So prices may be higher for individuals, but that doesn’t mean the economy-wide costs are higher. All that said, Kelly was talking about the prices for individuals and business, so that’s what this FactCheck is focused on.

Verdict

If we compare Australian and American electricity prices using market exchange rates, Craig Kelly’s comment is correct: Australia’s electricity prices were essentially double those of the United States as recently as 2014. In 2015, using market exchange rates, the US prices were about 70.3% higher.

If we compare the prices using purchasing parity power exchange rates – which I’d argue is the more accurate reflection of the costs of living in each of the countries – Australia’s prices are about 50% higher than the US.

Overall, Craig Kelly’s broader point is correct: Australians pay a much higher price for their electricity than Americans do. – Dylan McConnell.


Review

I agree with the author’s position that purchasing power parity comparisons are less volatile and more representative of the relativity based on actual living costs. It is true Australian households pay a much higher electricity price than Americans.

There’s one important point I’d add. There is a baseline cost of having a house or business connected to electrical supply, regardless of how much electricity is used. This is called the fixed supply cost. The more electricity a household or business uses, the more the fixed supply cost is diluted in the overall electricity bill. This brings down the cost per kilowatt-hours (kWh).

American households use about twice as much electricity as Australian households. According to the US EIA, average US household electricity consumption in 2015 was 10,812 kWh. 2014 data for Australia shows average Australian household electricity consumption was 5,772 kWh (down from 6,819 kWh in 2008. At 25 cents/kWh that is a saving of $307 for Australians for using less electricity over time).

So we would expect Australian household electricity prices to be higher, because an average Australian household uses less electricity and the large fixed supply costs must be spread across a smaller amount of consumption. This raises the cost per kWh. But because Australians use less, their annual bill may be lower.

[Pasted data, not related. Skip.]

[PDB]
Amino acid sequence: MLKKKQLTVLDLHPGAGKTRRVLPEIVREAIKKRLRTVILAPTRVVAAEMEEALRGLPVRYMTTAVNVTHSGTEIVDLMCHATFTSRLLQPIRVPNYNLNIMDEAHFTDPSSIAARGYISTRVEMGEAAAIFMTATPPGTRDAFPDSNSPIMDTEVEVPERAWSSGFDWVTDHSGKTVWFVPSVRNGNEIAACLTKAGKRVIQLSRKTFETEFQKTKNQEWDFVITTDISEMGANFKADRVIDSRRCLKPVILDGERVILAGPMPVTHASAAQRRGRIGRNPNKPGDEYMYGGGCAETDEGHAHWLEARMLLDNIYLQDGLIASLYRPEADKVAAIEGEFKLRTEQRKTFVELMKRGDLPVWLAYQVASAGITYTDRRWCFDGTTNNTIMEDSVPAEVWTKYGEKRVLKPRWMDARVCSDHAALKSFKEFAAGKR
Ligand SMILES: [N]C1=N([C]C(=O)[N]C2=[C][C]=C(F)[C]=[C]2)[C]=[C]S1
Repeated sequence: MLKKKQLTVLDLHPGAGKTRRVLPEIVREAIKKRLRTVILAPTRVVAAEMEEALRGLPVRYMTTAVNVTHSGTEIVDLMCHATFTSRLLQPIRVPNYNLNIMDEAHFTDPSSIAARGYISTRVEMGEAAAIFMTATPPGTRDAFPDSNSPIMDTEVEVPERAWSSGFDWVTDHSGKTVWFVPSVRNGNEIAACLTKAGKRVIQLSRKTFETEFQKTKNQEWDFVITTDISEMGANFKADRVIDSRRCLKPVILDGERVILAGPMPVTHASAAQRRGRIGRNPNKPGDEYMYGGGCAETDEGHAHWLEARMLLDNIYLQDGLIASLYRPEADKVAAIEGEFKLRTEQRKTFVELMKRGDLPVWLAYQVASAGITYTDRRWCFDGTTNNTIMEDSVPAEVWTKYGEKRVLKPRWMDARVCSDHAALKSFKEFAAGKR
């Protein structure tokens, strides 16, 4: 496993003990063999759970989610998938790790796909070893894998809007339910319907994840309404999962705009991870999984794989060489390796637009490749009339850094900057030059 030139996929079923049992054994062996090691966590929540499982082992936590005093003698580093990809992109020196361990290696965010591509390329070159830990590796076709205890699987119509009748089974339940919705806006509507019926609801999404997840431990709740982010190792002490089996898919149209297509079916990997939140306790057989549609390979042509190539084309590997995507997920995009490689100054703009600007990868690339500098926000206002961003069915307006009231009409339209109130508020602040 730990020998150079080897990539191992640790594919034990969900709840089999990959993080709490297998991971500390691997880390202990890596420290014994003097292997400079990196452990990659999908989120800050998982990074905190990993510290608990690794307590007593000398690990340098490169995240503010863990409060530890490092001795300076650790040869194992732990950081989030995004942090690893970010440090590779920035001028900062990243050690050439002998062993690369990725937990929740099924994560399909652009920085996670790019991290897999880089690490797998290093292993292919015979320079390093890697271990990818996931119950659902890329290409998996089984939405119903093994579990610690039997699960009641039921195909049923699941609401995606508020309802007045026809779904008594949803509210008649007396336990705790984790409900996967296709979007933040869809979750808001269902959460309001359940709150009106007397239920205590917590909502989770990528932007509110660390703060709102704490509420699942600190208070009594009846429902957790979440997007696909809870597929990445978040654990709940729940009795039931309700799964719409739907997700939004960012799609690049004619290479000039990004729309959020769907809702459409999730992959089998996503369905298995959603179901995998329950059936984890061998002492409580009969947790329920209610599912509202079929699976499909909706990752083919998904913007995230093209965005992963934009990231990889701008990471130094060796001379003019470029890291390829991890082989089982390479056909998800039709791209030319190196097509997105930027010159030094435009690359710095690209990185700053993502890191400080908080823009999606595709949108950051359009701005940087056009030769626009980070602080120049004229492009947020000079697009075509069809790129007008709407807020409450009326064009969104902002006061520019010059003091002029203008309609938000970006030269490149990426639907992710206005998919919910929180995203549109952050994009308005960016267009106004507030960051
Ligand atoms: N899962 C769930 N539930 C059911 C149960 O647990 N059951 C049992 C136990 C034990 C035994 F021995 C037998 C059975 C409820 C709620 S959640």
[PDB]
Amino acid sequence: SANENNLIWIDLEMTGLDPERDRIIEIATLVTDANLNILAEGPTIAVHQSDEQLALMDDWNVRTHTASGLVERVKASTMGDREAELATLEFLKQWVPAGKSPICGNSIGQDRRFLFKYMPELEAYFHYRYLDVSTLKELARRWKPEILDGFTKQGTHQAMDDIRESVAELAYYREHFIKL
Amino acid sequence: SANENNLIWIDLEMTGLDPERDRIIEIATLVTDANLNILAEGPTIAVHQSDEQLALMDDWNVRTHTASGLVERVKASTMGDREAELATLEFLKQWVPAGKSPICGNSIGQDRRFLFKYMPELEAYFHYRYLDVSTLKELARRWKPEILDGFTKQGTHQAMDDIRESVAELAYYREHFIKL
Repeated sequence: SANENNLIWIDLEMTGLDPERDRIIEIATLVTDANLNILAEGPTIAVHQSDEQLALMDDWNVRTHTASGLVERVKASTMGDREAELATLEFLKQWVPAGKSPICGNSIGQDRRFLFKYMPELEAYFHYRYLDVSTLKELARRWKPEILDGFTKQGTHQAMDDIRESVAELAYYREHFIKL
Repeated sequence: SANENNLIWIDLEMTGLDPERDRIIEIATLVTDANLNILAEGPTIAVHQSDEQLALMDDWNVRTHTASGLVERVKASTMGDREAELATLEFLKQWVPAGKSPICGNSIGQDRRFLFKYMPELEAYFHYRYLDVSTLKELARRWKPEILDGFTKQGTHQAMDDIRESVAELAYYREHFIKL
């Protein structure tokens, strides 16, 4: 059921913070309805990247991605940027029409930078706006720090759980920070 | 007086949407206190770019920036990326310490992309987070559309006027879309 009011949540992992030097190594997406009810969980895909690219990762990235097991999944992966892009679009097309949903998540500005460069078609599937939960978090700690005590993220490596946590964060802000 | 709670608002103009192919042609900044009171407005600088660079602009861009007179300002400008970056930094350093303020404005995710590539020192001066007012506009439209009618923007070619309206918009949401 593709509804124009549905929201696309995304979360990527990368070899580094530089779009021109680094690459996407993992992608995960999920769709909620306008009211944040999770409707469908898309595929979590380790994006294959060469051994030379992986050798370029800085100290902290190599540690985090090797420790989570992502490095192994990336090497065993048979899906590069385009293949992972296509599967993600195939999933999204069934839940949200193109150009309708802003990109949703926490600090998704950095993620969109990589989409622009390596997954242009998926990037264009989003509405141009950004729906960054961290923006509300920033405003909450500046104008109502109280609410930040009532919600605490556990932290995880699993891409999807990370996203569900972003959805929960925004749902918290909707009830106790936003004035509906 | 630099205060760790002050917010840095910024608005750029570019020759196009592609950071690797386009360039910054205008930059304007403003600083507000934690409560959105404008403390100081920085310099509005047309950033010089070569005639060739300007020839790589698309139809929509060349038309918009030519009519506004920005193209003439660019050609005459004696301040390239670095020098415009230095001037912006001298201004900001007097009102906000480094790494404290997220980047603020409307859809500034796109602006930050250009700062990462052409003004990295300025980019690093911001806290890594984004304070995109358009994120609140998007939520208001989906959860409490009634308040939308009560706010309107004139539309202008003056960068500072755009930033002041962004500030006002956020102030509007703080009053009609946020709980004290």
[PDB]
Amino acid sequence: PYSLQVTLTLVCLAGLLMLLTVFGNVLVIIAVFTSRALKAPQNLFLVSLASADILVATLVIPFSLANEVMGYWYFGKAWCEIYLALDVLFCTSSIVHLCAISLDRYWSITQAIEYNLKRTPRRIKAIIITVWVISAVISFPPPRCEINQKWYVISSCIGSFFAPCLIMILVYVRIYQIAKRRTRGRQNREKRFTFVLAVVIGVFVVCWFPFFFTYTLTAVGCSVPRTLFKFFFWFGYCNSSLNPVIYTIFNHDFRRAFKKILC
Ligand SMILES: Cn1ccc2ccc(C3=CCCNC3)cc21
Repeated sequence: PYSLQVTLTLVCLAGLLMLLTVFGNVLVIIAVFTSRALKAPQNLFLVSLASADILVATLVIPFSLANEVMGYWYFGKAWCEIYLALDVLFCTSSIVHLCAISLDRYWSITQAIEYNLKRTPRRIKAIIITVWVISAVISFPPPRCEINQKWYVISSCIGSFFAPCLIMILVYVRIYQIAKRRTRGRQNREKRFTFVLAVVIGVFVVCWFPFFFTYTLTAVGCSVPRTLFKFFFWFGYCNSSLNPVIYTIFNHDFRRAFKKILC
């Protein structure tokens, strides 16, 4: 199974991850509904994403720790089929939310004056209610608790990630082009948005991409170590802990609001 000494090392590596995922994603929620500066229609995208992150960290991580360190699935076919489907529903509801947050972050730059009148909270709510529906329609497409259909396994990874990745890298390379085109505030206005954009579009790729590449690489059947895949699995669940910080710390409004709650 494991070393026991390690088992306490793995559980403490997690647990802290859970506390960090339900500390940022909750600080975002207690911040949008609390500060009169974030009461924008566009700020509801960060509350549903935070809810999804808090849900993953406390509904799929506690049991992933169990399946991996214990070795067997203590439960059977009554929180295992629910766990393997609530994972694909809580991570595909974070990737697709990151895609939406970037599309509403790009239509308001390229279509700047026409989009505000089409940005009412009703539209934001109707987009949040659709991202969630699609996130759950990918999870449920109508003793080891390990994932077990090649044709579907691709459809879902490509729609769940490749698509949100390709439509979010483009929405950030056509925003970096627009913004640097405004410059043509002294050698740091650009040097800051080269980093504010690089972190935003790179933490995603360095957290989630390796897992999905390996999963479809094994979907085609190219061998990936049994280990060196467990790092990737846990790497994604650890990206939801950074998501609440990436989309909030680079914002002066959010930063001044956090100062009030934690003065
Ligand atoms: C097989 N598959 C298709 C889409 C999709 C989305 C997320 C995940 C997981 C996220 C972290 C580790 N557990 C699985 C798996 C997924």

Further, in recent years, Australian energy retailers have been raising their fixed supply (or baseline) charges. So small users pay much more overall per unit of electricity they use.

Lastly, it’s worth noting that larger businesses often negotiate much better deals on their electricity prices than householders can. – Alan Pears.


Have you ever seen a “fact” worth checking? The Conversation’s FactCheck asks academic experts to test claims and see how true they are. We then ask a second academic to review an anonymous copy of the article. You can request a check at checkit@theconversation.edu.au. Please include the statement you would like us to check, the date it was made, and a link if possible.

The ConversationDylan McConnell, Researcher at the Australian German Climate and Energy College & the Melbourne Energy Institute, University of Melbourne

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If smoking doesn’t kill, Mike Pence, neither does the plague

The Conversation

Simon Chapman, University of Sydney

US Vice President elect Mike Pence (who has been the recipient of funding from Big Tobacco) once famously wrote:

Time for a quick reality check. Despite the hysteria from the political class and the media, smoking doesn’t kill. In fact two out of every three smokers does [sic] not die from smoking-related illness and nine out of ten smokers do not contract lung cancer.

Pence is referring here to what epidemiologists call the “case fatality rate”: the proportion of deaths from a smoking-related illness to the number of new smoking-related illnesses diagnosed. According to him, the case fatality rate for long term smoking was “only” one in three, meaning only one in three long-term smokers die from a smoking-related illness (such as cardiovascular and respiratory diseases, and smoking related cancers), which somehow meant to him smoking doesn’t kill.

By Pence’s reasoning there are many other diseases that “do not kill”. This extensive list of various diseases’ case fatality rates shows many well known highly fatal diseases with case fatality rates lower than 33%.

These include oropharyngeal anthrax (anthrax that manifests in the mouth and throat), yellow fever, treated bubonic plague, diphtheria, meningococcal disease, legionnaires’ disease, dengue fever and untreated typhoid. The 1918 Spanish ‘flu which was estimated to have killed 50-100 million people globally, had a paltry case fatality rate of around 2.5%.

Pence was also wrong about the rate at which smoking kills. A landmark study of over 34,000 British male doctors (females were excluded when the study commenced in 1951 because there were insufficient numbers of women doctors at the time) has long been the benchmark for the risks of long term smoking.